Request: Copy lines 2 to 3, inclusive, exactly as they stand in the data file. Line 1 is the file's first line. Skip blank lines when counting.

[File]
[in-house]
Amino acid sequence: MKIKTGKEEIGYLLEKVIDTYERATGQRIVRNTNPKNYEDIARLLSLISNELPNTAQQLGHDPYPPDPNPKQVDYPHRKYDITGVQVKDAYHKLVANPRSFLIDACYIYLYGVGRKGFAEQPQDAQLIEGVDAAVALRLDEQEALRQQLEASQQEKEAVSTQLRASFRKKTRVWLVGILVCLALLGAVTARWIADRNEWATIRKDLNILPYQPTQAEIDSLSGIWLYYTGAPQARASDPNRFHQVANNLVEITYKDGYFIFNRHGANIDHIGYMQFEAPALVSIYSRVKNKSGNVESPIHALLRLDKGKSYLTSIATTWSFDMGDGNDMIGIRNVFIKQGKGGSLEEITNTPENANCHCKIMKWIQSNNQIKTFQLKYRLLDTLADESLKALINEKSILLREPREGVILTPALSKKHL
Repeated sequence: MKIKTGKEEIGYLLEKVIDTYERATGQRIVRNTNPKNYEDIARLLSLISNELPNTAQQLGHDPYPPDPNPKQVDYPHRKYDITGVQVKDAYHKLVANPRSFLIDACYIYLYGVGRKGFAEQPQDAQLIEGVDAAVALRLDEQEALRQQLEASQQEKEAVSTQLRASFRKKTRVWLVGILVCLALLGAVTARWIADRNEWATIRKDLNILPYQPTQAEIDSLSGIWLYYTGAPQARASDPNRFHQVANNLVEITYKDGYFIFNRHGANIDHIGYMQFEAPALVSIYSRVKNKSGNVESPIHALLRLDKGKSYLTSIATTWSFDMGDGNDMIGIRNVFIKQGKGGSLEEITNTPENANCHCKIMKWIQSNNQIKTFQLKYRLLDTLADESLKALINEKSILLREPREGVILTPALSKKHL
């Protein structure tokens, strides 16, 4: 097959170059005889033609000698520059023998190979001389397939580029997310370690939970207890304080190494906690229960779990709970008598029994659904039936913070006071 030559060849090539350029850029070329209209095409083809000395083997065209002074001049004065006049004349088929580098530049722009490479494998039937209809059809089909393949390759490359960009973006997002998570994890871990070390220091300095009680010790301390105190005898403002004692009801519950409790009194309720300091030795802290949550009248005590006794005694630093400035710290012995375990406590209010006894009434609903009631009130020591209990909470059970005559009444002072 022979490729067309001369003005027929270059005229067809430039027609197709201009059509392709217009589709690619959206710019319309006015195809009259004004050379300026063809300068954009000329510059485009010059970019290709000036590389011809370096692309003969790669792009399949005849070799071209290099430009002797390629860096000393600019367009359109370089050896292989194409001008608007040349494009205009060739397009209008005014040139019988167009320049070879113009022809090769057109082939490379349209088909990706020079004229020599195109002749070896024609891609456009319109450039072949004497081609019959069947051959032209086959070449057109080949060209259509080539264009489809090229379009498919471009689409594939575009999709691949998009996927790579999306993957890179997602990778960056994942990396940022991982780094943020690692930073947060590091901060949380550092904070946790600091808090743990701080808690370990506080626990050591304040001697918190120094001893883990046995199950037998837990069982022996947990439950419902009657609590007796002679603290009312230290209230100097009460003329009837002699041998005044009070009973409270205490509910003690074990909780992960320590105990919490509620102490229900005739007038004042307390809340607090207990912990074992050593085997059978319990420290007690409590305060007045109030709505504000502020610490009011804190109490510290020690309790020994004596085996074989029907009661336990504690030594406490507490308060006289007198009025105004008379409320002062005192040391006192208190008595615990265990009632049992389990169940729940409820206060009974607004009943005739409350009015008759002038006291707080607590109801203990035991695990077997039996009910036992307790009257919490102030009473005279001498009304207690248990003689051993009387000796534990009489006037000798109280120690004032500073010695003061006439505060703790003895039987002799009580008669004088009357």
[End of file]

Amino acid sequence: MKIKTGKEEIGYLLEKVIDTYERATGQRIVRNTNPKNYEDIARLLSLISNELPNTAQQLGHDPYPPDPNPKQVDYPHRKYDITGVQVKDAYHKLVANPRSFLIDACYIYLYGVGRKGFAEQPQDAQLIEGVDAAVALRLDEQEALRQQLEASQQEKEAVSTQLRASFRKKTRVWLVGILVCLALLGAVTARWIADRNEWATIRKDLNILPYQPTQAEIDSLSGIWLYYTGAPQARASDPNRFHQVANNLVEITYKDGYFIFNRHGANIDHIGYMQFEAPALVSIYSRVKNKSGNVESPIHALLRLDKGKSYLTSIATTWSFDMGDGNDMIGIRNVFIKQGKGGSLEEITNTPENANCHCKIMKWIQSNNQIKTFQLKYRLLDTLADESLKALINEKSILLREPREGVILTPALSKKHL
Repeated sequence: MKIKTGKEEIGYLLEKVIDTYERATGQRIVRNTNPKNYEDIARLLSLISNELPNTAQQLGHDPYPPDPNPKQVDYPHRKYDITGVQVKDAYHKLVANPRSFLIDACYIYLYGVGRKGFAEQPQDAQLIEGVDAAVALRLDEQEALRQQLEASQQEKEAVSTQLRASFRKKTRVWLVGILVCLALLGAVTARWIADRNEWATIRKDLNILPYQPTQAEIDSLSGIWLYYTGAPQARASDPNRFHQVANNLVEITYKDGYFIFNRHGANIDHIGYMQFEAPALVSIYSRVKNKSGNVESPIHALLRLDKGKSYLTSIATTWSFDMGDGNDMIGIRNVFIKQGKGGSLEEITNTPENANCHCKIMKWIQSNNQIKTFQLKYRLLDTLADESLKALINEKSILLREPREGVILTPALSKKHL